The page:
Viewing the exhibit "Women Painting Women"
Last weekend my wife and I enjoyed our first trip to Charleston, South Carolina where we made it our goal to visit as many art galleries as we could and enjoy the historical city. I don't have to tell those who have been to Charleston, but for those who haven't, this is a city you need to visit.
Charleston has become an internationally known art city with over 40 galleries surrounded by a community that is proud to preserve its history and the buildings that represent it. Every street in the old district is lined with beautifully restored homes of the 18th and 19th century. Many have been converted to bed & breakfast inns and many others into fantastic looking galleries. There is just something fascinating about seeing so many great original works of art in such picturesque surroundings that one weekend was not nearly enough time.
Of course, there is a busy shopping district with stores representing the top retail brands. You could spend a lot of money and time shopping for the things you can most often buy back home, but we were there to look at art.
We also found the hosts in Charleston to be exemplary of southern hospitality. The artists and gallery owners were very friendly and welcoming.
We also found the hosts in Charleston to be exemplary of southern hospitality. The artists and gallery owners were very friendly and welcoming. On Sunday, our last day there, we intentionally returned to one of those galleries, the Robert Lange Studios, to look again at the exhibit, "Women Painting Women" that is on display (and will continue through the month). Robert and his wife Megan are owners of the gallery and organized the exhibit featuring paintings from 50 female artists who submitted pieces from around the world. The image above was taken in the studio as I was standing in front of the painting "Universal Mother of Compassion" by Adrienne Stein. I would strongly recommend that you visit the exhibit if you are in the area. You can preview it on Robert's web site.
On Saturday night, we also attended the annual Charleston Art Auction presented by the Charleston Fine Art Dealers Association (CFADA) and sponsored in part by American Art Collector magazine which raised money to benefit the Charleston County High Schools' fine art programs. There were over 150 paintings for sale including some incredible pieces by such artists as Scott Burdick, Sue Lyon, Ken Auster, Dan Gerhartz, Dan and Danny McCaw, and Stephen Scott Young. The top bid for the night went to a piece by Jonathan Green ($50K) which seems encouraging considering the concern by many about the state of the economy and the sale of art.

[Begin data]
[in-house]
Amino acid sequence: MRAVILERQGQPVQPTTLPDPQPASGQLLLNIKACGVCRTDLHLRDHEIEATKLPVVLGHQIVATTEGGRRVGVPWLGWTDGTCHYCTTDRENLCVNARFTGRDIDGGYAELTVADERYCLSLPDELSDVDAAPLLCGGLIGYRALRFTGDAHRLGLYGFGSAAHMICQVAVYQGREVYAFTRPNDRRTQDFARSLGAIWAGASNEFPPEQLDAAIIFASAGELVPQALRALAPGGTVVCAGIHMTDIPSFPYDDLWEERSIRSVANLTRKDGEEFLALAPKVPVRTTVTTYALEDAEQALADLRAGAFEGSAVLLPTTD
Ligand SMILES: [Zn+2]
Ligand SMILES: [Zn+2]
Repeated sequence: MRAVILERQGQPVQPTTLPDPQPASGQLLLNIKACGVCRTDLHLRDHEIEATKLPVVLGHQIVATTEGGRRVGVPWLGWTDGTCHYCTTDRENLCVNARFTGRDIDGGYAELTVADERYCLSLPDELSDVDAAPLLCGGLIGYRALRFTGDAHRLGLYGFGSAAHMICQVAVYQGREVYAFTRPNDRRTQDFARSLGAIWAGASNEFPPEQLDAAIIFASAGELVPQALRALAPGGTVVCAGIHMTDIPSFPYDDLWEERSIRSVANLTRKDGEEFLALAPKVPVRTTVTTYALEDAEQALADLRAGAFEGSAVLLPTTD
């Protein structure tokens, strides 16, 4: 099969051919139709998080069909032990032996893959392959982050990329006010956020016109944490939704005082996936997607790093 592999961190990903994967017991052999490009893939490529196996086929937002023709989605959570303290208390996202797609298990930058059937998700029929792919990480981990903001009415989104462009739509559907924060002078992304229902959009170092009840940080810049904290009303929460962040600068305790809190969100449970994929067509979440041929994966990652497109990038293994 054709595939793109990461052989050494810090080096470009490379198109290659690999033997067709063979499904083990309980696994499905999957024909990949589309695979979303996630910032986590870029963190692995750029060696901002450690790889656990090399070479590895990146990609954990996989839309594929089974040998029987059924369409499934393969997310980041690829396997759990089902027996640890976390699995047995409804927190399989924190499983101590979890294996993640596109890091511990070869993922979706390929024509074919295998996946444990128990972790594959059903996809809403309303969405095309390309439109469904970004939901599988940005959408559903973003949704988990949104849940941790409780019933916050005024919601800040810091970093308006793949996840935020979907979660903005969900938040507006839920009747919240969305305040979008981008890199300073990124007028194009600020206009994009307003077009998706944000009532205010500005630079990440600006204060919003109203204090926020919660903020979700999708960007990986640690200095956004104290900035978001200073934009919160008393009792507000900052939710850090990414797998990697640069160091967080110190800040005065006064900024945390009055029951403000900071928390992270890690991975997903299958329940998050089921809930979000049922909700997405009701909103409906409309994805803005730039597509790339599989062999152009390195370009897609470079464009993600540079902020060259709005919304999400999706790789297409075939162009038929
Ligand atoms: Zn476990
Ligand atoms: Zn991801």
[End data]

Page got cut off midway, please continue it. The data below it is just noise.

My favorite pieces were not up for auction but were available for sale by watercolor artist Stephen Scott Young. This is the first time I have seen an original of Mr. Young's works and I was filled with appreciation for his talent. His four pieces started at $75K each.
As we moved quickly from gallery to gallery, we were encouraged again to return to one in particular on Sunday, the Martin Gallery on Broad Street. Besides the unique surroundings of marble and high windows characteristic of an old bank, the gallery offered some of the best art in Charleston. In particular we returned to see the sculptures by artist Mitch Billis.
Mitch's sculptures are at once both whimsical and exciting and leave you staring at every inch of the fine detail and amusing touches he adds to the subjects. Mitch comes from a family of artists, and after starting his own foundry in Bozeman, Montana, he decided to become a full-time sculptor. He describes in his work, that he is "continually reaching out to his children as touchstones to bring out the child in him." I certainly see that influence in the pieces on display in the gallery.
We were again impressed with the friendliness of the artists in the city. Robert and his wife Megan Lange, Shannon Smith of Smith Killian Fine Art gallery, Bob Graham, and Mickey Williams are just a few of the ones that stood out and we are appreciative of their hospitality. We hope to be back in Charleston soon.